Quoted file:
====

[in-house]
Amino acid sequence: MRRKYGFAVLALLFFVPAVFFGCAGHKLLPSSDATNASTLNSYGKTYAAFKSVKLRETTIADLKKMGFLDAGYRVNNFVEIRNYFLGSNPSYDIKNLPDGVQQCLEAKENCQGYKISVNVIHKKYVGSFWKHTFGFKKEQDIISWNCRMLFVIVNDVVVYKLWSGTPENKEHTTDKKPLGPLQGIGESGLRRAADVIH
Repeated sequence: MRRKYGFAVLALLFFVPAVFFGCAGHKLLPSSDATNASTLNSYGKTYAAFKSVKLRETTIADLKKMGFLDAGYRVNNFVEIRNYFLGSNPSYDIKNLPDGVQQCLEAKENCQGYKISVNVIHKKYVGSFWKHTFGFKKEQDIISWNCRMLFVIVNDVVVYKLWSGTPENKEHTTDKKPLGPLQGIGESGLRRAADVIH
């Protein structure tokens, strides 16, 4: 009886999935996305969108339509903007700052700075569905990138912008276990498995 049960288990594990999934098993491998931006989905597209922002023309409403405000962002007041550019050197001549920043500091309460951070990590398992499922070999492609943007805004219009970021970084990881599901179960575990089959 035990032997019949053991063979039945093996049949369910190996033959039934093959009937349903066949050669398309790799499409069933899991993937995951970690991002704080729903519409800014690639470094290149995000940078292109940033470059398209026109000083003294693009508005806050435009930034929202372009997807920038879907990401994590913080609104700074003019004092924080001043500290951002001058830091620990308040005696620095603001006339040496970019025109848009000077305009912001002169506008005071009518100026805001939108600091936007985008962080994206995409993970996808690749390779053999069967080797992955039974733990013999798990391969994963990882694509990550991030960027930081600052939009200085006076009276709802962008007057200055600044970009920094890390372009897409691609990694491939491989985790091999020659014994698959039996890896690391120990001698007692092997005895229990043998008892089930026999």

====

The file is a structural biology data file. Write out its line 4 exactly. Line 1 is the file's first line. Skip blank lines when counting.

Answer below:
């Protein structure tokens, strides 16, 4: 009886999935996305969108339509903007700052700075569905990138912008276990498995 049960288990594990999934098993491998931006989905597209922002023309409403405000962002007041550019050197001549920043500091309460951070990590398992499922070999492609943007805004219009970021970084990881599901179960575990089959 035990032997019949053991063979039945093996049949369910190996033959039934093959009937349903066949050669398309790799499409069933899991993937995951970690991002704080729903519409800014690639470094290149995000940078292109940033470059398209026109000083003294693009508005806050435009930034929202372009997807920038879907990401994590913080609104700074003019004092924080001043500290951002001058830091620990308040005696620095603001006339040496970019025109848009000077305009912001002169506008005071009518100026805001939108600091936007985008962080994206995409993970996808690749390779053999069967080797992955039974733990013999798990391969994963990882694509990550991030960027930081600052939009200085006076009276709802962008007057200055600044970009920094890390372009897409691609990694491939491989985790091999020659014994698959039996890896690391120990001698007692092997005895229990043998008892089930026999």